• Individual interviews: you may get much more meaningful information about the event’s effectiveness if you personally approach participants. This may be a phone call or skype, or using an asynchronous method such as email. Ideally, a neutral 3rd party will gather the data, since participants may be unwilling to open up to the facilitator. You may be able to set up a reciprocal arrangement with another facilitator to gather data from each other’s participants.
  • Collaborative feedback: you could set up a wiki that participants can use to record their feedback. Or you could set up a forum or a synchronous discussion space that participants use to discuss the event. Ideally this would be anonymous, so you may appoint one member to gather the raw data and provide you with a summary. Again, you may be able to arrange with another facilitator to manage this and gather feedback.

Develop evaluation questions and tools

  • Communicate clearly what you are evaluating – point the participants back to the activity if possible so they can reflect on it. Be specific – make sure the questions clearly identify aspects of the activity that you want feedback on.
  • Focus on how well the activity met their needs, not just on how much they enjoyed the process. If possible, ask for feedback at the higher levels of Kirkpatrick’s model – eg has the activity had a positive result, has it made a difference, have they been able to apply what they learned during the activity?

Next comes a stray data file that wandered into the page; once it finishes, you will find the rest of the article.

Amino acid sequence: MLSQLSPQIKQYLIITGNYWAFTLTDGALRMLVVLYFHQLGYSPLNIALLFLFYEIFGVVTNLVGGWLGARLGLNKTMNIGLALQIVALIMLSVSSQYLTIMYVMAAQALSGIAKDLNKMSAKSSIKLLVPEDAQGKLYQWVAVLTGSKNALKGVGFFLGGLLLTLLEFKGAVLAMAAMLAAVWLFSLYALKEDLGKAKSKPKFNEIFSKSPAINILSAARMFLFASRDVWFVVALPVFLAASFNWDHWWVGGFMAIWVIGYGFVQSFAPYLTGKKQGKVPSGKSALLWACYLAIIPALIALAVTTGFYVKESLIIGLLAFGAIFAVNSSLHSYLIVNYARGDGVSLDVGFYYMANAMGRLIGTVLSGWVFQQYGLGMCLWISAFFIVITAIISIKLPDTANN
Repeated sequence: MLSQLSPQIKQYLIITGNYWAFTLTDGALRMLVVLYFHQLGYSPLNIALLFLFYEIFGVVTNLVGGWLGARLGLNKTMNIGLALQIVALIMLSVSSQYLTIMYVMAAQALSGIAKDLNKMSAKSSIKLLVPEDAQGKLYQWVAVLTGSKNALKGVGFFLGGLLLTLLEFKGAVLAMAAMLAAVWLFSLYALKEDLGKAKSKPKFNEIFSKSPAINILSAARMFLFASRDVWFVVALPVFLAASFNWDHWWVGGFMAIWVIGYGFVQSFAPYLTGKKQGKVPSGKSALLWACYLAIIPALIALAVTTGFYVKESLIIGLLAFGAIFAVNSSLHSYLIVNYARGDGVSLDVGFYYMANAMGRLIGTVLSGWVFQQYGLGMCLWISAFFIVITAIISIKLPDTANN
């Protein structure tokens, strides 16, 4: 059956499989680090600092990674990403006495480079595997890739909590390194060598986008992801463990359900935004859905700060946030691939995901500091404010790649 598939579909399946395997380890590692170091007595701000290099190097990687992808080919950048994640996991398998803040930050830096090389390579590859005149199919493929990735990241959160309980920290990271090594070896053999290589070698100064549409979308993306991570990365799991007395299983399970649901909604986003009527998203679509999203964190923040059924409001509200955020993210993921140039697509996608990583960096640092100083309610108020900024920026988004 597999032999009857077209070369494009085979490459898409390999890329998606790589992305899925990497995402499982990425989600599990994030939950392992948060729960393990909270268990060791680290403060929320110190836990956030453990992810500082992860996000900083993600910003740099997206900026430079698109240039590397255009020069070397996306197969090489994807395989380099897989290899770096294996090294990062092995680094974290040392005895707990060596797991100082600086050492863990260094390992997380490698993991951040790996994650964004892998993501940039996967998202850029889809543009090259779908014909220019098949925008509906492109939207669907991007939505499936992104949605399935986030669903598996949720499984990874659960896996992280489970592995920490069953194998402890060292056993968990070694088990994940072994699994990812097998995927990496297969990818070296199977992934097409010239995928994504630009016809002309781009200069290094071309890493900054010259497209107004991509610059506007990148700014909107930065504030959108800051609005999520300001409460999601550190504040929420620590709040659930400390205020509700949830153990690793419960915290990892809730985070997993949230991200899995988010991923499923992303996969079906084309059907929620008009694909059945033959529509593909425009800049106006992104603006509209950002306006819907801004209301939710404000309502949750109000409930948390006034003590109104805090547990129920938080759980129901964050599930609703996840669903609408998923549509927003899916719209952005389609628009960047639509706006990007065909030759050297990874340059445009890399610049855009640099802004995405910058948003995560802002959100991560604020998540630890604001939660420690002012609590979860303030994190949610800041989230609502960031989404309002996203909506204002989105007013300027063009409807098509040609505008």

• Focus separately on the design of the activity and its facilitation: they are distinct, and the effectiveness of each is essential.
  • Include questions that are open and qualitative so you can find out why things happened the way they did.

Gather feedback from community members.

  • Tell participants how you will make use of the feedback: if you focus on improvement and they believe you are sincerely interested in making things better next time, they are more likely to engage in the evaluation process.
  • Gather feedback not just from those that took part in the event, but also from those who chose not to. Asking those who didn’t take part why they didn’t can tell you a lot about the design of the event and the way it was communicated to community members!

Reflect and evaluate
Feedback from participants is just one form of information on which to base the evaluation. Your own reflection is another essential component.

  • You may want to reflect on the activity before you gather data from participants – that way your own thoughts won’t be overly influenced by feedback. But once you have gathered the data, that’s a chance to reflect on and learn from the feedback from participants.
  • In your reflection, avoid placing blame on participants. Assume you can do better and learn from mistakes. If people go wrong, ask yourself how could I have communicated more clearly?
  • Use your own recollections and notes from during the activity to triangulate – compare them with what participants have told you about the activity, what happened and why.
  • Focus on improvement – even where you think the activity was effective, try to identify specific things you could do to make it better next time.